13. Dissociated written and oral naming: A case study, halaman 32-33
  14. Reading therapy in deep dyslexia, halaman 34-35
  15. Delayed naming cancels the word length effect in developmental dyslexia, halaman 36-37
  16. Naming of real and pseudo-characters with free-standing and non-freestanding phonetic radicals by Cantonese dyslexic individuals, halaman 38-39
  17. Separate orthographic representations for reading and spelling? Evidence from a case of preserved lexical reading and impaired lexical spelling, halaman 40-41
  18. Semantic dementia without surface dyslexia in Portuguese, halaman 42-43
  19. Decomposing prosody: Use of prosodic features for detection of syntactic structure and speech affect by patients with right hemisphere lesions, halaman 44-46
  20. Perception of segmental stress patterns in parkinson’s disease, halaman 47-48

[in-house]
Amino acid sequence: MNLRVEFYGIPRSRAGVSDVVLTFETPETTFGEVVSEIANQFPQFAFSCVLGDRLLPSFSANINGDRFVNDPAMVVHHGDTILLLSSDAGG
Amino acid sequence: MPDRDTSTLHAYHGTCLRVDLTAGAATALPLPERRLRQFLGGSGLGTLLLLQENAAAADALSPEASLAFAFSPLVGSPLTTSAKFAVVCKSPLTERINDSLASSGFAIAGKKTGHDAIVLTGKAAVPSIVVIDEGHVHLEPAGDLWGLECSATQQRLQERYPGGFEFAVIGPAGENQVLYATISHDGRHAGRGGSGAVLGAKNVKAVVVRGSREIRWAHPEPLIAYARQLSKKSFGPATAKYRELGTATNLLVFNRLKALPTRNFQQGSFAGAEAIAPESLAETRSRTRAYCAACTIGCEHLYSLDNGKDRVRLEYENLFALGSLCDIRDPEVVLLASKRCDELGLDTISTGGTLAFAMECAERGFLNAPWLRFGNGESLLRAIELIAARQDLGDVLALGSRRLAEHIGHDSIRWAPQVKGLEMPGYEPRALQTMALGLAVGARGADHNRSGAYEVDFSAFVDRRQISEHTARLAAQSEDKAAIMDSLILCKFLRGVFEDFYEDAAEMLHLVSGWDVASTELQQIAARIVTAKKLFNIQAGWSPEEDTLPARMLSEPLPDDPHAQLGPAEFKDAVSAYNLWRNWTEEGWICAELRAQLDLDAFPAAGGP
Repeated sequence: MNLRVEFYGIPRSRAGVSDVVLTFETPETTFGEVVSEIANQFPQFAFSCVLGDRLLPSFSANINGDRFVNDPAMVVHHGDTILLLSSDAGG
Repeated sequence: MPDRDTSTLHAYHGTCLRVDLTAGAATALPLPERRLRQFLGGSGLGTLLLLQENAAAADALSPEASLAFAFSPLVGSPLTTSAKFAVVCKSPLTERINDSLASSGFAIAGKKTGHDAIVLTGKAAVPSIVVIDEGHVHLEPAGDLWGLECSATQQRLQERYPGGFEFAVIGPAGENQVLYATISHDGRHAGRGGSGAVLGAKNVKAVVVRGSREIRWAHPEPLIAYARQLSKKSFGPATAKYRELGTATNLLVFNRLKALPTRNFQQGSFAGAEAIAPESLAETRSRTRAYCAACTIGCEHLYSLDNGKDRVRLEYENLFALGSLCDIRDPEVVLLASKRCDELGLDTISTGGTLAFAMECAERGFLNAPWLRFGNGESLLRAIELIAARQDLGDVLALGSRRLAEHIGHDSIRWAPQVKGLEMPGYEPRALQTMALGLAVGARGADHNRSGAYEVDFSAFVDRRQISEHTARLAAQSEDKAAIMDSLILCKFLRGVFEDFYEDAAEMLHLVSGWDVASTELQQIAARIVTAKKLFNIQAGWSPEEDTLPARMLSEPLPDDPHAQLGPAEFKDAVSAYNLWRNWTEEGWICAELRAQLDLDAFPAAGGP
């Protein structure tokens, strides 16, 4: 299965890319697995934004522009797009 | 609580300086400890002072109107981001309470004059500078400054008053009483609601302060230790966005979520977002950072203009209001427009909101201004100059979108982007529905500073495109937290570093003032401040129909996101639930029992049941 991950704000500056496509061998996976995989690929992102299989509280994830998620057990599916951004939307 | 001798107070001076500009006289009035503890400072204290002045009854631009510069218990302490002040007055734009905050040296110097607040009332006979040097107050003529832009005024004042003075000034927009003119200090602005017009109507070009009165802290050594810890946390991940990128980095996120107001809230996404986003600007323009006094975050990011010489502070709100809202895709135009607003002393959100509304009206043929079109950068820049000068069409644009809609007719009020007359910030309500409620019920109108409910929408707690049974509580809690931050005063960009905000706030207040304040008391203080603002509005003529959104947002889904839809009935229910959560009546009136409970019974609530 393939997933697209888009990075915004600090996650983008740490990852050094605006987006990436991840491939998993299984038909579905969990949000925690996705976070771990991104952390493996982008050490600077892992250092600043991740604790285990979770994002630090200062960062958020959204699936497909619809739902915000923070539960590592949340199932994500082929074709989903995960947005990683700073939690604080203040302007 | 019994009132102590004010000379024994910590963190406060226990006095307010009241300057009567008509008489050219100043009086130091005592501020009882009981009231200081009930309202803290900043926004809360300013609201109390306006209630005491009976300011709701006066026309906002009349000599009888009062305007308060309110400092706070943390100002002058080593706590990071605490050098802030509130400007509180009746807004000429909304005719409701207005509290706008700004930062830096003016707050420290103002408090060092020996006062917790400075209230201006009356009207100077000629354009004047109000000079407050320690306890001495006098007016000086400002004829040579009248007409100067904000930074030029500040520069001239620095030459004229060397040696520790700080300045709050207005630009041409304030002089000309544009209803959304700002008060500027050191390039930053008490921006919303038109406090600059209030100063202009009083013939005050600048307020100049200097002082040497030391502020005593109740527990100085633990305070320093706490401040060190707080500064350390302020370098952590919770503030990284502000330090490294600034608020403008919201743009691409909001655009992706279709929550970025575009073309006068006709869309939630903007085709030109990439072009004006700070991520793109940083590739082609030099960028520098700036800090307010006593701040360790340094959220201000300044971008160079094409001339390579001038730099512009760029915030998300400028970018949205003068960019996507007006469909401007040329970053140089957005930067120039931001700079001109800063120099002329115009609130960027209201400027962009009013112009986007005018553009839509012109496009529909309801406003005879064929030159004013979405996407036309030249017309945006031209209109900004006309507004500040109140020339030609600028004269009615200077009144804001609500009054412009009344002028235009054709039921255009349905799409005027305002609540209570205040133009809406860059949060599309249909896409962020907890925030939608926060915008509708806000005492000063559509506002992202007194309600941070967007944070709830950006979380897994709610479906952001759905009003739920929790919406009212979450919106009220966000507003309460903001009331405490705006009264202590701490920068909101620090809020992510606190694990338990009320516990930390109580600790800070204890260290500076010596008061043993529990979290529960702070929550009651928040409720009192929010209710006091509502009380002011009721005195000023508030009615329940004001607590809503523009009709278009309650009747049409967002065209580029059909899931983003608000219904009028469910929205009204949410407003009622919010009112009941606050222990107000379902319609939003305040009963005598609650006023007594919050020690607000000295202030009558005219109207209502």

21. Sensitivity to metrical stress patterns in word recognition in individuals with left and right hemisphere brain damage, halaman 49-50
  22. Effects of right-hemisphere damage on explicit and implicit processing of emotional prosody, halaman 51-52
  23. A perceptual investigation of intonation categories in patients with unilateral left and right hemisphere damage, halaman 53-54
  24. Responsiveness to phonemic cueing versus semantically related multiple-choice in Alzheimer’s disease, halaman 55-56
  25. Treating perseveration improves naming in aphasia, halaman 57-58
  26. Structured language treatment improves social communication in chronic aphasia, halaman 59-60